Wednesday, October 21, 2009

Pixelbending, or CS 222: Digital Image Mastery

I am very pleased to announce a new class I'll be teaching in the spring, targeted at media makers who want to get the most out of their pixels. Here's the description from the Hampshire course catalog:
Digital Image Mastery: Under the Hood of Modern Filmmaking

With an affordable digital camera and simple editing software, anyone can be an image maker. But what does it take to be an image master? How does one take control over the images and films one makes rather than ceding it to the engineers of the software and hardware?

This course is designed for students who seek mastery over the digital images they create, capture, edit, and/or distribute. The class will expose the foundational core that hides behind the interfaces of digital imaging and filmmaking technologies but which is crucial to using them with precision and finesse. Topics that may be covered include digital image representation, compression/decompression (codecs), frame rate changes, compositing, matting, tracking, color correction, color grading, and more.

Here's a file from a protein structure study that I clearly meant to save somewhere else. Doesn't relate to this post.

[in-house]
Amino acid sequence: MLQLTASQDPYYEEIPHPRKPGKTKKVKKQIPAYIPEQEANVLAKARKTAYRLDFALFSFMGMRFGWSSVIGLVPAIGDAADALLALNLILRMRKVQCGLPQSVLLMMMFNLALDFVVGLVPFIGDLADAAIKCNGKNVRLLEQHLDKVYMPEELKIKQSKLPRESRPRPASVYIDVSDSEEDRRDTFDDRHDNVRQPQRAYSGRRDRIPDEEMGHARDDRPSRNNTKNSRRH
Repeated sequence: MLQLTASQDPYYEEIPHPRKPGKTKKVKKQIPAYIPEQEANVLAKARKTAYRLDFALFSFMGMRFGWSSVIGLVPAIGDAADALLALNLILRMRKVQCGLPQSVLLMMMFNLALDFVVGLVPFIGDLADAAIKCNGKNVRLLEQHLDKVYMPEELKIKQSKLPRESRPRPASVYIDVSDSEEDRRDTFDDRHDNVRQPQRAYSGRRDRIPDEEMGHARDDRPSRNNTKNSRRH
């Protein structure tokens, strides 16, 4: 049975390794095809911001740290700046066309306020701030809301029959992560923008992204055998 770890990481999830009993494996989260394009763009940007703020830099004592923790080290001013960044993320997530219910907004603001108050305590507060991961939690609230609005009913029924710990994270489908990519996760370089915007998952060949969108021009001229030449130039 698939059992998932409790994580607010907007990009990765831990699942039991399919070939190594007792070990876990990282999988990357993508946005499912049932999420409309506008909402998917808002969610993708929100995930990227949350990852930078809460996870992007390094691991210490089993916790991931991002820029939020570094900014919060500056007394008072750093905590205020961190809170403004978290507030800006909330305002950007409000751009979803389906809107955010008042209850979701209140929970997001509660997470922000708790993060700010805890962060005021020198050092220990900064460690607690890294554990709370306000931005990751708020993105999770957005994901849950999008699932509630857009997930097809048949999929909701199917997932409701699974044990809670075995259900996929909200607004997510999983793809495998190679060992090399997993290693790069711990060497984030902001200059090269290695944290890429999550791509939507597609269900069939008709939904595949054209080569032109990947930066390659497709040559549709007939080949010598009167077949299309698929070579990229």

PRE-REQUISITE: an evaluation/passing grade from least one digital media production class (film, video, animation, photography)
I blog about classes like this because the descriptions can only say so much. Basically, are you an image maker who feels like the tools are in charge of you instead of the other way around? If you are, and if you want to invert that relationship, then this is probably the class for you. We'll expose the inner workings of modern digital imaging technologies with an eye towards solving visual problems.

Although the language in the description waffles between film making and more general image making, I would guess that about 2/3 of the material we cover will apply to digital image making of any kind. The last third will probably be more directly related to image sequences, aka time-based digital imaging, aka digital film/video.

So I'm on the hunt for tasty exercises that are based on real problems and whose solutions emerge from a clear understanding of (and control over) the fundamentals. Readers of this blog will probably understand why I will be sure to have a frame rate conforming exercise in there. And others who know me will understand when I add a problem related to the plague known as matte lines.

What problems do YOU face that have solutions buried in the foundations of digital media? What was it that you learned about codecs and bit depth and color grading and the like that revolutionized the way you make work?

Feel free to offer your suggestions and/or ask questions about the class by posting comments. I'll respond to them that way as well.

And big thanks to K.C. Line for the real name of this class: pixelbending. More like waterbending than circuit bending, mind you.

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